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  • Andrea Anderson

time crunch - #3

Updated: Jul 13, 2021

genre: contemporary romance/magical realism

word count: 715


November, 2019

Ann Arbor, Michigan

The worst part of college isn’t the classes or the homework or the shitty food or even the clarinet player who lives across the hall and has some kind of massively inconvenient undiagnosed sleep disorder.

No, the worst part of college is the hockey.

The hockey team.

The hockey team that’s fine, mostly, and good, definitely, but that has a suspiciously Dougie-shaped hole in it because Dougie is in Wisconsin with, like, cows and cheese and badgers and farms and lots and lots of very tan girls with long blonde hair who paint his fucking jersey number on their cheeks on game days, apparently, which—sucks.

It sucks.

It all sucks.

It all really fucking sucks.


“Oh, thank god,” Dougie breathes, cheeks puffed out, as soon as Carson flings open the door. “You’re here.”

Carson registers a brief, flickering twinge of déjà vu—isn’t that how Dougie greeted him in the timeline with the séance? Like, exactly?—before his brain catches up with his face and he realizes he’s smiling. Grinning. Beaming, like his mouth and his teeth and his pores and his taste buds are leaking goddamn sunshine.

“Hell yeah, I’m here,” he says, darting forward to pull Dougie into a hug that’s maybe not as carefully premeditated as their old hugs always were. Always had to be. This one’s full-bodied and sweeping and warm and Dougie’s belt buckle is digging into Carson’s lower abdomen and there isn’t any hesitation, isn’t any space between them, and Dougie smells like fresh ice and locker room soap and Mountain Dew and those gross orange Tic Tacs he eats like candy because his mom used to lie to him when he was a kid about how they actually were candy and it’s—

“I know you’re gonna be wearing a different color tonight, but it’s gonna be, like, so hard not to pass to you,” Dougie says, voice reverberating in his chest, right through to Carson’s. They’re still—hugging. Embracing? They’re still touching. “Like, so hard. So, so hard.”

“Stop saying hard,” Carson mumbles, squeezing his eyes shut. Dougie’s chin is hooked onto Carson’s shoulder, his nose buried in Carson’s neck. “Jesus fucking Christ.”


“No, you’re not.”

“No,” Dougie agrees. “I’m not.” A moment of contemplative, comfortable silence passes, and then: “College sucks, man.”

That startles Carson into almost letting go, into almost moving backwards just so he can look at Dougie, can stare at Dougie, can study Dougie like Carson has never—will never—study any of the fucking textbooks currently collecting dust on the shelf above his bed.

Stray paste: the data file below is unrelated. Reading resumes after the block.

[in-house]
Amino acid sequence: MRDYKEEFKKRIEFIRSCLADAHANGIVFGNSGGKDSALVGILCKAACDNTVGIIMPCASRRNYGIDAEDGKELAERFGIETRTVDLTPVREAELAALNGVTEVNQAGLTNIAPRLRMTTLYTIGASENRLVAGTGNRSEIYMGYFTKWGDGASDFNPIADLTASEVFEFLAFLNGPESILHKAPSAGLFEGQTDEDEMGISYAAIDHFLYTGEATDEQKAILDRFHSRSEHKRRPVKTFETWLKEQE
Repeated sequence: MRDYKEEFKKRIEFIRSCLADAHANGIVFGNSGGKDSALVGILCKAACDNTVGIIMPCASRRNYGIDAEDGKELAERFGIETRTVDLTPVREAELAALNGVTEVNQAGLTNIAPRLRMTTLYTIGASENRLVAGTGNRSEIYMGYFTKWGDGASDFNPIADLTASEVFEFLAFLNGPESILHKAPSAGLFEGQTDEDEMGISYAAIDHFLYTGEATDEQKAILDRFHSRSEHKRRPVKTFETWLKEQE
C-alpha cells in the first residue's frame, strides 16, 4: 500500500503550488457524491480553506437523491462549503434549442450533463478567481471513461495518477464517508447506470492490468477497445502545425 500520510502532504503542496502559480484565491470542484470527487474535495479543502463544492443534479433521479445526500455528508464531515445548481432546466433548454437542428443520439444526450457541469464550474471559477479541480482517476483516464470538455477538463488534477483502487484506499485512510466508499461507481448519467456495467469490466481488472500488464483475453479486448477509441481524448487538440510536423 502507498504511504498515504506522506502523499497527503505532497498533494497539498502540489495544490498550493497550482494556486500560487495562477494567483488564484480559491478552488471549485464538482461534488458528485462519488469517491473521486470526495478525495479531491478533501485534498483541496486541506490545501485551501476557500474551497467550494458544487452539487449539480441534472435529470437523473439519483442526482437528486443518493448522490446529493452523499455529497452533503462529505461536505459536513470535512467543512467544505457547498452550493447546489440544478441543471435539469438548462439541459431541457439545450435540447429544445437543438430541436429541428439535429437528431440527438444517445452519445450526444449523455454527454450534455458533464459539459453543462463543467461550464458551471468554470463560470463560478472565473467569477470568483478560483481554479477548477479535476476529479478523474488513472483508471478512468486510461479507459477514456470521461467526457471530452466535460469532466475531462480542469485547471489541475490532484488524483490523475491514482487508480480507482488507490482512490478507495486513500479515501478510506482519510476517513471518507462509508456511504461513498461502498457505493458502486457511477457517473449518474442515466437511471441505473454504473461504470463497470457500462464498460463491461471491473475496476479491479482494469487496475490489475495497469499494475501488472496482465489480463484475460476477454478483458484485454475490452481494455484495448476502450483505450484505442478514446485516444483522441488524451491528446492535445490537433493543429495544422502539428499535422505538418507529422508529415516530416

“Yeah?” Carson asks, tentatively, cautiously, like he’s sweating bullets in an episode of The Pacific and trying not to step on a fucking landmine.

Dougie presses even closer, somehow, sagging against Carson—sagging into Carson—and heaving a big, tired sigh. “Yeah. It’s just—”

“It’s just—what?”

“I guess it never, uh, it never occurred to me . . .” Dougie trails off, tensing a little, and pulls away, lowering his arms and clearing his throat and coughing into his fist. His hair is drooping down, feathered ends sticking out from under his beanie, and his cheeks are flushed.

Carson licks his lips, shifting his weight around, curling his bare feet into the dingy industrial blue carpet. It’s pretty fucking strange for Dougie to be the awkward one. The uncertain one. The one who can’t quite figure out what to say or how to say it.

“Homework,” Dougie eventually blurts out, except it sounds more like a question than an answer. “I didn’t, uh—I forgot there would be homework, you know, and it just—reading. Writing. Like, papers and stuff. I’m re-taking Spanish and we have, like, vocab quizzes every week? What the fuck—like, what’s that about, right? It just—yeah, it sucks.”

“Yeah, for sure,” Carson says slowly. “It sucks.”

Another moment of silence—less contemplative, less comfortable—and then Dougie’s huffing out a laugh, strangled and fast. “Hard.”


“It sucks hard,” Dougie clarifies with a solemn, shit-eating grin. “Get it? Yeah?”

And even though Carson doubts Dougie’s being completely honest—with himself, with Carson, it’s impossible to guess—he snorts and shakes his head and rolls his eyes and waves Dougie inside, anyway.


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